Douglas Jenkins from Portland Cello Project brought me in to work on recording and mixing their second CD. Those sessions allowed me to record Thao Nguyen, who is an incredible writer and performer.

I’m sure I could go on and on but I’ll end with having some other stand out artists from Portland:
Weinland and Starf*cker. I co-produced Weinland’s La Lamentor and Breaks in the Sun with my studio mate, Adam Selzer. Soon afterward, I co-produced Starf*cker’s self-titled album and their Jupiter EP. Weinland and Starf*cker are both superb Portland-based bands that gave me a lot of freedom to make suggestions and push them. We all were very open to throwing ideas around. Starf*cker’s albums were quite successful and they had a number of major commercial and TV placements, which will help keep them in music full time.

GLG: What bands are you currently working with?

DM: I recently recorded The Builders and the Butchers’ upcoming album with my studio mate, Adam Selzer. We did that at Type Foundry and got it down live to capture their big, dynamic sound. I was already a fan of the band and working with Adam was great.

Strangled Darlings are a two-piece (guitar and cello) with a sound that reminds me of something from New Orleans circa 1920. The album is an operetta and seemed like a challenge.

GLG: As a producer, how do you know that you are a good match for a band? What things do you have to keep in mind before agreeing to work with an artist?

DM: If I like a band’s songwriting and personalities, then I’m interested in working with them. I need to make sure I can assist with arrangements and instrumentation, emphasizing the strengths of the songs and getting powerful performances out of the artist(s).

GLG: What is the best piece of advice you’d give a band that thinks they are ready to record?

DM: Have your guitars intonated and make sure your amps and drums sound great before coming in. If you want to save some time and money, be well rehearsed.

GLG: What is your favorite thing about producing music?

DM: Having a band feel excited about the sessions. I love when a text or e-mail shows up during the process, or afterwards, about how happy a band is with what we’ve created. Mark Kozelek used to call me up and leave me a positive message after every recording day, that was a great feeling.

GLG: What’s your least favorite thing about being a producer?

DM: When there is tension in the studio. An individual can feel frustrated if they’ve had to play their part multiple times and we’re still not digging it. I try to get the best performance I think the artist is capable of at the time.

GLG: In addition to the music you are working on, what current albums have you been listening to lately?

DM: The National’s High Violet and Fake Drugs’ forthcoming debut.

GLG: What is one record you didn’t produce yourself that you consider to be a masterpiece? From your standpoint as a producer, what makes this album so special?

DM: Led Zeppelin’s IV. The songwriting, performances, and sounds they captured are powerful as hell. This record is a classic and it still stands strong today.

The Other Side highlights the talented folks behind the scenes of the music we listen to. The Other Side features producers, engineers, booking agents, photographers, radio DJs, management teams, and label representatives.

This week’s The Other Side is brought to you by: Lauren Roberts
Click Here to Read More..

Tuesday, September 21, 2010

The Sleep-Ins Take Girls And Outer Space On The Road Fall Tour Starts October 22nd

Work visas be damned, The Sleep-Ins will bring their soaring indie rock to Southeastern audiences this fall. The band, which formed in Sydney and is now based in Asheville, NC, will begin a U.S. tour in October at the Poetic Shangri-La in Goldsboro, NC with two sit in members. AJ Donahue and Jeremy Dean will fill in for Josh Schuberth and Stefan Pope. The tour will be promoting The Sleep-In’s Songs About Girls and Outer Space which is due out October 19th.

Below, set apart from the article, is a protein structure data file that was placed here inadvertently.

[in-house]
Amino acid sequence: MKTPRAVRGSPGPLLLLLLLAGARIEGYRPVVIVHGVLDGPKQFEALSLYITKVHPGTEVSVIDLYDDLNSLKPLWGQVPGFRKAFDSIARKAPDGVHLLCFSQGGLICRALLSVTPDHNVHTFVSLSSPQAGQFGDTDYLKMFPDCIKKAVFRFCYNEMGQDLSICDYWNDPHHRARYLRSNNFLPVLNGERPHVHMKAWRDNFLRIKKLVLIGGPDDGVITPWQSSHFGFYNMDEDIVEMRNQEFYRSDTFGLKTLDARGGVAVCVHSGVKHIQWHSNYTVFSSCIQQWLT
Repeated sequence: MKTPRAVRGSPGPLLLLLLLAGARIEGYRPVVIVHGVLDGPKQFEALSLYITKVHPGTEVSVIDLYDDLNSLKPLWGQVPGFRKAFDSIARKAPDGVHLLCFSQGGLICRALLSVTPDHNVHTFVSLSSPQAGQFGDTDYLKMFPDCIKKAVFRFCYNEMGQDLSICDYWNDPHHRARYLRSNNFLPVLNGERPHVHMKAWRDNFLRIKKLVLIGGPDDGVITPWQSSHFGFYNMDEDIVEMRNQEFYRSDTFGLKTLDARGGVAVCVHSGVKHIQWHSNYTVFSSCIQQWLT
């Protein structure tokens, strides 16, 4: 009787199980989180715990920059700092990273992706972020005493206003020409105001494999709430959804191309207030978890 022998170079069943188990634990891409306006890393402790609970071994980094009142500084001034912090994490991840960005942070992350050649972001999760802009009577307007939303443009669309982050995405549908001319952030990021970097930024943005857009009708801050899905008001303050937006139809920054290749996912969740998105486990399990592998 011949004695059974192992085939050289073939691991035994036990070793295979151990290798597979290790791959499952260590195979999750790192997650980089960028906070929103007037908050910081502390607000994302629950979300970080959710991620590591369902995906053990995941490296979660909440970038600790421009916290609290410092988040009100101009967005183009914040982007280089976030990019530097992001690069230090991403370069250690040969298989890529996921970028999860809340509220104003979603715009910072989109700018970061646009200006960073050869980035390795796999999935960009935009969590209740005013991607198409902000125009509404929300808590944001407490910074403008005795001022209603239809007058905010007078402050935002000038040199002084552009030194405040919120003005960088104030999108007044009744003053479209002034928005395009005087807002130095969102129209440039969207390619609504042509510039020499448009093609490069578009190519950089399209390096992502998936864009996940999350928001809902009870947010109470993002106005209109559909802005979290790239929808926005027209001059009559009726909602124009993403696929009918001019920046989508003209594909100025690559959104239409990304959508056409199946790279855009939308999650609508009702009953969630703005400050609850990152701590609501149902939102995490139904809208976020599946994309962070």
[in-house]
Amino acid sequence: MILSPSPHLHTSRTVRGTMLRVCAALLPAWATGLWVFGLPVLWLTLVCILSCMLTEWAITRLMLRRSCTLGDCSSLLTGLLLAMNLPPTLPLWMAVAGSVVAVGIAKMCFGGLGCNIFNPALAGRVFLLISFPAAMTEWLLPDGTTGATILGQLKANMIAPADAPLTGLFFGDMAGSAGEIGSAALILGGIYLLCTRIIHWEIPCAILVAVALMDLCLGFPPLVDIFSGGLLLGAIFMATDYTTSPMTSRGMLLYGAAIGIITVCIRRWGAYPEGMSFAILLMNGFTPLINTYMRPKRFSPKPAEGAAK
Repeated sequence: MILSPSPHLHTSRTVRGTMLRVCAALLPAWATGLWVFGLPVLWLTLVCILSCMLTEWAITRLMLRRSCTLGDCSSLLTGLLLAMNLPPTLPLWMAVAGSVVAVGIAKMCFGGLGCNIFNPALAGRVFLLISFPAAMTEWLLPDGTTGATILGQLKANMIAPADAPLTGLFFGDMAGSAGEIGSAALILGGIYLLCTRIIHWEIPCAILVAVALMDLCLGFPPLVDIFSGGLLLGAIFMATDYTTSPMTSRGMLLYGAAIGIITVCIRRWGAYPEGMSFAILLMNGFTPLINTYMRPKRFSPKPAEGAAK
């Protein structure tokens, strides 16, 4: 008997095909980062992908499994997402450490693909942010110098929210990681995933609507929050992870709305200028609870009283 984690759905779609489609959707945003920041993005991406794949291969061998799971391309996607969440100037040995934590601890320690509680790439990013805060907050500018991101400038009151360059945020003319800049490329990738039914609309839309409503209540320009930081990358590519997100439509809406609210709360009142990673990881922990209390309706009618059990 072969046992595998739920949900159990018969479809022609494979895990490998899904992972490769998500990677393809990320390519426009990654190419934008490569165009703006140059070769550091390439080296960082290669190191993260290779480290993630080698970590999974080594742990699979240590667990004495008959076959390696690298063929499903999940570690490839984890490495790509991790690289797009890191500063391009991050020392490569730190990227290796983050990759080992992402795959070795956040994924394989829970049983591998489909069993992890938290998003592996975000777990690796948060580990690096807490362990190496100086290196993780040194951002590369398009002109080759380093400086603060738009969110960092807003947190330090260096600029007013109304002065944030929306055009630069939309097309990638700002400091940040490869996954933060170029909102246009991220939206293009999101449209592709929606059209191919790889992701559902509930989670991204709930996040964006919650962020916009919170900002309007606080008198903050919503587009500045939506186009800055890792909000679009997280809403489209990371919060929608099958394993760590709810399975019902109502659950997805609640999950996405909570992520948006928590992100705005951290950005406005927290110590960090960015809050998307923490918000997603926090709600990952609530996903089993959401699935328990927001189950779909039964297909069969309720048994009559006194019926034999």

While The Sleep-Ins probably won’t be lighting anything on fire on their 11-date tour of the US Southeast, they will be putting their all into every high-energy performance. They’ll also be bringing along some great pieces of musical machinery. Beautiful-sounding tube amps, a finicky MiniMoog, and “Hot Cake” guitar pedals give this quartet of audio engineering degree holders their roaring indie rock sound.

The rock n roll gods brought this band together, in, of all places, a guitar shop in Sydney, Australia, where Chad Corley was looking for a job shortly after relocating from Indiana. He and Stefan Pope discovered they were on the same musical wavelength - a sound that would define the Sleep-ins — is a soaring, melodic and often thundering indie rock with a cerebral nod to the Pixies, Polvo, Shellac and The Shins.

The Sleep-Ins Tour Dates
10/22/10 The Poetic Shangri-La, Goldsboro, NC
10/23/10 Champions @ Mission Valley, Raleigh, NC
10/28/10 The Boiler Room, Asheville, NC
10/29/10 Rye Bar, Athens, GA
11/11/10 The Downtown, Morristown, TN
11/12/10 The Emerald Lounge, Asheville, NC
11/13/10 The Emerald Lounge, Asheville, NC
11/18/10 The Green Lantern, Lexington, KY
11/19/10 The Monkey Wrench Louisville, KY
1/7/11 The Basement, Nashville, TN
Click Here to Read More..

Brian Huber “Snuggies” Up With Release Of Imagination Of Ourselves Nationally On December 14th

WASHINGTON, DC (September 20, 2010) — Brian Huber is the kind of songwriter that can take anything and make it into a compelling, funny, or heartfelt song. Take “Snuggies,” born of a Christmas gift, it’s now a synth-powered catchy ode to the “thermal revolution”. Huber’s first solo album, Imagination of Ourselves, is bubbling over with songs written from little sparks of inspiration: a one-liner at a poker game, a stray thought about being on a desert island, the beauty of Yellowstone. He didn’t twiddle his thumbs or let these ideas go. “I didn’t rely on some muse to ‘hope’ I write a song. I worked hard to write, rewrite and finalize these songs,” says Huber, who’s no stranger to hard work; he wrote, recorded, produced and arranged the album on his laptop. Imagination of Ourselves is due out December 14th.